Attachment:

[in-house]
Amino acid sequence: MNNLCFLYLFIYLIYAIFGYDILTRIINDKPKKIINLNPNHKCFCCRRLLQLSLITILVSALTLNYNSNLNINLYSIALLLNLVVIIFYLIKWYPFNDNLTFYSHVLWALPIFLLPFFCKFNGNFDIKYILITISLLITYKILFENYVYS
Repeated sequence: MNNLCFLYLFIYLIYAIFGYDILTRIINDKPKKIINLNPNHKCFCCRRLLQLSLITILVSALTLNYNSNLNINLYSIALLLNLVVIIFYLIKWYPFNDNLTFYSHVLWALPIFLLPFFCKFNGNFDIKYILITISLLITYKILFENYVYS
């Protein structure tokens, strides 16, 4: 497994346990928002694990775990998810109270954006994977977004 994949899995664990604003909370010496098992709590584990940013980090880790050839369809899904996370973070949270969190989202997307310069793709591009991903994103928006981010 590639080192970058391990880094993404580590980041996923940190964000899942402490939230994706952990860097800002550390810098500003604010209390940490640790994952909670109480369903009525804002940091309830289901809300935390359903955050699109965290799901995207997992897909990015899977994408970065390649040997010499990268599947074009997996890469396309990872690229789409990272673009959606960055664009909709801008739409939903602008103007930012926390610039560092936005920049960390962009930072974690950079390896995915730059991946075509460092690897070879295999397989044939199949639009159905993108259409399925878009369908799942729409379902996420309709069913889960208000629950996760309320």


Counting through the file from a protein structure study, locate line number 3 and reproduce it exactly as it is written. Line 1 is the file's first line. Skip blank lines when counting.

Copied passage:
Repeated sequence: MNNLCFLYLFIYLIYAIFGYDILTRIINDKPKKIINLNPNHKCFCCRRLLQLSLITILVSALTLNYNSNLNINLYSIALLLNLVVIIFYLIKWYPFNDNLTFYSHVLWALPIFLLPFFCKFNGNFDIKYILITISLLITYKILFENYVYS